Black Friday 2008 has just barely come and gone, and already the pessimistic news for retailers is flowing in. Anecdotal evidence here in Orlando suggests that consumers are scaling back this year, due in part to what many fear could be a long and protracted recession.
It’s so bad, it seems, that even kids are sharing their economy woes with Santa, asking for things like a new job for Dad or money for Mom to buy the house back. (Sounds like Santa’s list is going to be a little tougher to fill this year.)
But is it really all doom-and-gloom? As a small business owner, should the current economic situation make you pull back, or should you use this as an opportunity to forge ahead? Consider this:
Of course, what matters to you is not whether we’re technically in a recession or not, but how your customers are behaving. If they’re scaling back you may feel you have no recourse but to do the same.
But perhaps a better course of action – for some businesses, at least – would be to scale UP. Perhaps this is an opportunity to reexamine your business, figure out what works and what doesn’t, and implement a plan that will allow you to grow even if we are in a recession.
Don’t think it’s wise to try to grow your business during a time of uncertainty? Here are a few reasons you might want to reconsider:
Competitors will quit. If your business has low barriers to entry and is relatively profitable, your competition may have drastically increased during the recent flush times. (Yes, I’m talking about you, realtors. But also any business that doesn’t require considerable capital – financial or otherwise – to start.) A downturn will almost definitely push some of them out of the market.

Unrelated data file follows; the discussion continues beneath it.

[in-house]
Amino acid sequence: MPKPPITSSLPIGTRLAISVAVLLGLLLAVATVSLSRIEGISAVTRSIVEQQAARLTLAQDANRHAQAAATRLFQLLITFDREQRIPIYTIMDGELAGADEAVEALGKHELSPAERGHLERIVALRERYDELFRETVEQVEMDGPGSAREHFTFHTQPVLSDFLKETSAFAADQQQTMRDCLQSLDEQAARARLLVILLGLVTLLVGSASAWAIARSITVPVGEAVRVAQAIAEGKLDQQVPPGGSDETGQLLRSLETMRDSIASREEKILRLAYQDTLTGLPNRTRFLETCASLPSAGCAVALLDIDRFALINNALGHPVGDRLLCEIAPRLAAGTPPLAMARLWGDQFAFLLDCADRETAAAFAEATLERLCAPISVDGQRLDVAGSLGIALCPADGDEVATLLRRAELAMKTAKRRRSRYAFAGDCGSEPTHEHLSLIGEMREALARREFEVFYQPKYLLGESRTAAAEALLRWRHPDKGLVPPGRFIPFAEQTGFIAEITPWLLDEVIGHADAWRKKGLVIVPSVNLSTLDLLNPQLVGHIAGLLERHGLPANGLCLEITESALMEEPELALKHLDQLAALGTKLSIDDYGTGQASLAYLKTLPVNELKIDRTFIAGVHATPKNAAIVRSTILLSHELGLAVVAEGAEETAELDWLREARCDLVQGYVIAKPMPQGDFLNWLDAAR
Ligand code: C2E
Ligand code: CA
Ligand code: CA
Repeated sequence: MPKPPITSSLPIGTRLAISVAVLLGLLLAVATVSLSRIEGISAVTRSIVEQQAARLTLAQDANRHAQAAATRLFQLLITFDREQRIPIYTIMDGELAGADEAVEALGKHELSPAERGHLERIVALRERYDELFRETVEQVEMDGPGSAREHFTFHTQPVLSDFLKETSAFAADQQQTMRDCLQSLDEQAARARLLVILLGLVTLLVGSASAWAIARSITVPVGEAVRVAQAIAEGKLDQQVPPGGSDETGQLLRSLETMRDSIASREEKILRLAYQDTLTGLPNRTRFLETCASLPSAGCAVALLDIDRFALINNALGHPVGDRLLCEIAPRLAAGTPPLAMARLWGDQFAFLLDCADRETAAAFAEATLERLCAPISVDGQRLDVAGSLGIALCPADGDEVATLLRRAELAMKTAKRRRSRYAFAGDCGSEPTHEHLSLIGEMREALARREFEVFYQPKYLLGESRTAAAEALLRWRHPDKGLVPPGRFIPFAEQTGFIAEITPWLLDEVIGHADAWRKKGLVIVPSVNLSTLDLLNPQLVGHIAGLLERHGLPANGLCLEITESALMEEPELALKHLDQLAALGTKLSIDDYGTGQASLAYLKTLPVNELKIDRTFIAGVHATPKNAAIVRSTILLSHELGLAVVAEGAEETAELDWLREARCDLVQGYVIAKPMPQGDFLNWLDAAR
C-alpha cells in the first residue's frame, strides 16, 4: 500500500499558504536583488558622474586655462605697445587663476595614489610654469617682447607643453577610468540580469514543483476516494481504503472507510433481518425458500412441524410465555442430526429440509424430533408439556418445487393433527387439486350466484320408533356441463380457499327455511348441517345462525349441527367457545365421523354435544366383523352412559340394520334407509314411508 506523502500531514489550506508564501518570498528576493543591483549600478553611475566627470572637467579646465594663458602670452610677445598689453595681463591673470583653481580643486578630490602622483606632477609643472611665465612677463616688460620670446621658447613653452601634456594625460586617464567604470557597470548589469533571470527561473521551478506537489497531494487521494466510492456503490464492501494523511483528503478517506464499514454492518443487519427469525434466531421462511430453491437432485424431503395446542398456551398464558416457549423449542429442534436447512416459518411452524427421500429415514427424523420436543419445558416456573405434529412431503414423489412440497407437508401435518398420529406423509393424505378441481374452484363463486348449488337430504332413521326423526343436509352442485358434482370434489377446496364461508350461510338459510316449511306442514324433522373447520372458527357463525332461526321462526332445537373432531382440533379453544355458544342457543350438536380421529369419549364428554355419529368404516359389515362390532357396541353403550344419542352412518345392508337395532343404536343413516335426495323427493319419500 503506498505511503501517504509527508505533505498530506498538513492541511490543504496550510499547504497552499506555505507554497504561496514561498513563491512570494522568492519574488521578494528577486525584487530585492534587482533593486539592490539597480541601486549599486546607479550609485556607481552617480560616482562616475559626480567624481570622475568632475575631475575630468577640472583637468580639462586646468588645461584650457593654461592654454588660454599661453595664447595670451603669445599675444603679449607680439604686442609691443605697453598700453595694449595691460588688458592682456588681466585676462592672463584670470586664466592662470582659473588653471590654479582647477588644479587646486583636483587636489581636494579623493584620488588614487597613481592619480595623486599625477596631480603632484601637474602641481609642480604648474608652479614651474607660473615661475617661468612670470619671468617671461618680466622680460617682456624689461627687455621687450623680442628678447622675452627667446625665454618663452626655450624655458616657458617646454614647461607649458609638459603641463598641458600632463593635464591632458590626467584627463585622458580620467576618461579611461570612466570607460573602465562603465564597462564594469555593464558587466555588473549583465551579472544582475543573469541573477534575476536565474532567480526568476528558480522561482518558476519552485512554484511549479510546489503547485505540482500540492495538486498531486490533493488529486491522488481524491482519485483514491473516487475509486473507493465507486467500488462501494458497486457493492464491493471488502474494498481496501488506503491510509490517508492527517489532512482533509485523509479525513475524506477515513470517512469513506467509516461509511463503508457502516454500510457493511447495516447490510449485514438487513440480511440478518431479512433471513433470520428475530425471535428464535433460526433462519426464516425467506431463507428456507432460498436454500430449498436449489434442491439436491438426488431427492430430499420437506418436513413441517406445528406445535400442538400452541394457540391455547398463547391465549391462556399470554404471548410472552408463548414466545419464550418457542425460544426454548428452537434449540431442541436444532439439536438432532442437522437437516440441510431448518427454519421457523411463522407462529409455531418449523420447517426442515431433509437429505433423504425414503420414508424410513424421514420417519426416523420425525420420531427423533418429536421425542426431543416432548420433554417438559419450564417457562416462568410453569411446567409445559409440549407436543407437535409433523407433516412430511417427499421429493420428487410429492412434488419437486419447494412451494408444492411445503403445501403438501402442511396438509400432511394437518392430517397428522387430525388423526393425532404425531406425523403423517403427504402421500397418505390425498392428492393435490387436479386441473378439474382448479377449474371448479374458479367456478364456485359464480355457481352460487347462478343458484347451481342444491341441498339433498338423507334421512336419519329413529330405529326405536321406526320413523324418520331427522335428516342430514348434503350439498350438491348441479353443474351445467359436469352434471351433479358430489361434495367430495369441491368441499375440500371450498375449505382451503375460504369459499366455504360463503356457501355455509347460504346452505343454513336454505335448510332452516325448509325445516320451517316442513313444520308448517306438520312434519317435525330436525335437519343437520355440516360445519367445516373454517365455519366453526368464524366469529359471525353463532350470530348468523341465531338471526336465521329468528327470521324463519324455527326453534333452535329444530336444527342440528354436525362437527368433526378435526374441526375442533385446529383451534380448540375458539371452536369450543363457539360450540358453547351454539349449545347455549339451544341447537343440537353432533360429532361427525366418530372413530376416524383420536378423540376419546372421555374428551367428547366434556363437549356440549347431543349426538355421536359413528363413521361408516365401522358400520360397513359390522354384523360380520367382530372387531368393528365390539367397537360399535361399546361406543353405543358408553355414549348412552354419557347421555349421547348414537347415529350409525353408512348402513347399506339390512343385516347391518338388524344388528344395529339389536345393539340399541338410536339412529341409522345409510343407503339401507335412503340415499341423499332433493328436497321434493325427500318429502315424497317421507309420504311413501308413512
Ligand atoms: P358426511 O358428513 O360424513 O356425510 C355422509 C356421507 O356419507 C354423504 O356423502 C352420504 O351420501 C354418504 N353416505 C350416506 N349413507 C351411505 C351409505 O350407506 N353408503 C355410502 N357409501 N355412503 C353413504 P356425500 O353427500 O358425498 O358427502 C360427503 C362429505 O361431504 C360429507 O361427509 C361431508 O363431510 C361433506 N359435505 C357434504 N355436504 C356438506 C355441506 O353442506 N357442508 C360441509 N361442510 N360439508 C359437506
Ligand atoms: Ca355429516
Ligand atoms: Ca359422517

Your remaining competitors may scale back. Watch for signs that your competitors are cutting back on marketing. Don’t see them at the top of the Google results any more? Now may be your chance to supplant them and get the edge.
Customers behave differently. Earlier this year, an article in the Wall Street Journal noted that the number of consumers who had finalized summer-vacation plans for the year was less than half what it was in the preceding year. For a travel company or tourist destination, that means you need to adjust your messaging and maybe even your target market. Your industry may adjust in other ways, so you need to understand what makes your customers buy NOW, not what made them buy last year.
There are opportunities to try new things that don’t cost a lot. Not doing email marketing to keep existing customers? Maybe now’s the time to start; it’s inexpensive and effective, and you probably should’ve been doing it long ago. Social media offers another alternative for some businesses. Talk with a consultant or evaluate the options yourself to see if your customers are using social media and if there’s a way for you to engage with them there. (Don’t, however, jump in without a good analysis and a strategy.)
Businesses who set themselves up to thrive – recession or not – will be in the best position to succeed going forward. Isn’t that what you want for your business?